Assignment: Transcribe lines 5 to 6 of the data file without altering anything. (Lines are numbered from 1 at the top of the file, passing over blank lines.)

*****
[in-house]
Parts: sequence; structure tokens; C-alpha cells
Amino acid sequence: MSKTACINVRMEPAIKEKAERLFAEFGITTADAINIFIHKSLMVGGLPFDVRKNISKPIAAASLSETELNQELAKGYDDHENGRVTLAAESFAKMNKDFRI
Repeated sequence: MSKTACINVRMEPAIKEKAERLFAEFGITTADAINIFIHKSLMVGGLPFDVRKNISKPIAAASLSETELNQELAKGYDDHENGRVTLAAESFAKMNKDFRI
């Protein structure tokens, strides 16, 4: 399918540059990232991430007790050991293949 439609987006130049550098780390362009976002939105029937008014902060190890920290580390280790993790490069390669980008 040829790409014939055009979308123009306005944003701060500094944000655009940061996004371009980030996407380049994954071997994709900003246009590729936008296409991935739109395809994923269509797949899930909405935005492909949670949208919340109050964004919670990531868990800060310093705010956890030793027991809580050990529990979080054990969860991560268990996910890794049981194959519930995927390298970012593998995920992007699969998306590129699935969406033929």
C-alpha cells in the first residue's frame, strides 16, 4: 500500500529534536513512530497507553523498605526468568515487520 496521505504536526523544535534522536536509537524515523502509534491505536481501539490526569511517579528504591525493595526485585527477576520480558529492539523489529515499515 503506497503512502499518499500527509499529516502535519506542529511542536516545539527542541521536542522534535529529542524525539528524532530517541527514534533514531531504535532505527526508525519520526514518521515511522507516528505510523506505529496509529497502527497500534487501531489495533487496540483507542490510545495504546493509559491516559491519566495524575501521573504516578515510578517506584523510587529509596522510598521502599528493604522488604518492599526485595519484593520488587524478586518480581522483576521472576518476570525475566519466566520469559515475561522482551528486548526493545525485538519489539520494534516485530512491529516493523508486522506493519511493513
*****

């Protein structure tokens, strides 16, 4: 399918540059990232991430007790050991293949 439609987006130049550098780390362009976002939105029937008014902060190890920290580390280790993790490069390669980008 040829790409014939055009979308123009306005944003701060500094944000655009940061996004371009980030996407380049994954071997994709900003246009590729936008296409991935739109395809994923269509797949899930909405935005492909949670949208919340109050964004919670990531868990800060310093705010956890030793027991809580050990529990979080054990969860991560268990996910890794049981194959519930995927390298970012593998995920992007699969998306590129699935969406033929």
C-alpha cells in the first residue's frame, strides 16, 4: 500500500529534536513512530497507553523498605526468568515487520 496521505504536526523544535534522536536509537524515523502509534491505536481501539490526569511517579528504591525493595526485585527477576520480558529492539523489529515499515 503506497503512502499518499500527509499529516502535519506542529511542536516545539527542541521536542522534535529529542524525539528524532530517541527514534533514531531504535532505527526508525519520526514518521515511522507516528505510523506505529496509529497502527497500534487501531489495533487496540483507542490510545495504546493509559491516559491519566495524575501521573504516578515510578517506584523510587529509596522510598521502599528493604522488604518492599526485595519484593520488587524478586518480581522483576521472576518476570525475566519466566520469559515475561522482551528486548526493545525485538519489539520494534516485530512491529516493523508486522506493519511493513